* Protests escalate before June 5 presidential runoff
* More than 5,000 farmers protest near Bolivia border
LIMA May 27 Hundreds of demonstrators mobbed
government buildings and burned police cars in southeastern
Peru on Thursday as a protest against mining firms intensified
10 days before a presidential election.
Some 5,000 protesters have descended on the city of Puno
over the past two weeks to demand concessions be revoked for
mining companies they say will contaminate their lands. Roads
to neighboring Bolivia are now blocked, paralyzing commerce.
"They've started to loot public and private institutions,
banks and shopping centers," police officer William Anda said
on local radio.
President Alan Garcia earlier this week authorized the army
to help maintain order in Puno, 620 miles (1,000 km) south of
Lima, but it has yet to use force to end the protests. The
government has sent representatives to negotiate with the
protesters but an agreement has not been reached.
Garcia's government has helped line up $40 billion in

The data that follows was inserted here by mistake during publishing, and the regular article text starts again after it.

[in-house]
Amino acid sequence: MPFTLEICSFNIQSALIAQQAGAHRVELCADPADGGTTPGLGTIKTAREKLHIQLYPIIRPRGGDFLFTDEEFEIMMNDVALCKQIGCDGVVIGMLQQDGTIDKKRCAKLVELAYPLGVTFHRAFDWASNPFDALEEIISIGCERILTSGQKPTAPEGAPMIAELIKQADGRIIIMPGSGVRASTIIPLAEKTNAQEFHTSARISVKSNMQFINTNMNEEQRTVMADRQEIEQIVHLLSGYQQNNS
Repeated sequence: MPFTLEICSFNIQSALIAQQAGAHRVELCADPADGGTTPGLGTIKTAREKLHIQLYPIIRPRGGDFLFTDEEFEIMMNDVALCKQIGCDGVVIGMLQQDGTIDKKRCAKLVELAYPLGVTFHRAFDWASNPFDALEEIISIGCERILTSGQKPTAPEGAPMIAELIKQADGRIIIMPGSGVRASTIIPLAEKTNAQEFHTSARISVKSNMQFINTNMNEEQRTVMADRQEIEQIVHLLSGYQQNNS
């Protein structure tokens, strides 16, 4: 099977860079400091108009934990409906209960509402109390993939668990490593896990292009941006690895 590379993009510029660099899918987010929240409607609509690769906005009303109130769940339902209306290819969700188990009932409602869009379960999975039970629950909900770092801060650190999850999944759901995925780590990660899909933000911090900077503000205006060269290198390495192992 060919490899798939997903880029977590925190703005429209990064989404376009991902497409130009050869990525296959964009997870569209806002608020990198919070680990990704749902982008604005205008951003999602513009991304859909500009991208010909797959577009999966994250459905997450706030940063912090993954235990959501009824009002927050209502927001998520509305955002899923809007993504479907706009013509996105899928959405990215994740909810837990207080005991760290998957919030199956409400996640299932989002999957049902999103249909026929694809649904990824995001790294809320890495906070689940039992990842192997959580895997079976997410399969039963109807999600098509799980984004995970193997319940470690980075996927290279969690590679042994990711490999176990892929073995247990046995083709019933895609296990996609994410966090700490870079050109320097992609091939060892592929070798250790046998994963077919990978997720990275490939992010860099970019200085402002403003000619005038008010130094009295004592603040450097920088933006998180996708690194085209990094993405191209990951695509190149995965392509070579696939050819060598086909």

investments in mining and oil projects over the next decade.
Intent on averting a violent clash that could overshadow
the election, Garcia has said the government would not try to
stop the protests until after the June 5 presidential vote.
Polls give right-wing lawmaker Keiko Fujimori a narrow lead
over leftist Ollanta Humala in the runoff.
Both candidates pledge to solve social conflicts over
natural resources in Peru. Analysts say protests are caused
partly because communities do not feel they have benefited from
Peru's mineral wealth and decade-long economic boom. The
conflicts frequently turn violent.
Several small precious metals miners operate near Puno as
well as Minsur (MINi.LM), Peru's largest tin miner.
(Reporting by Marco Aquino, Writing by Caroline Stauffer;
Editing by Peter Cooney)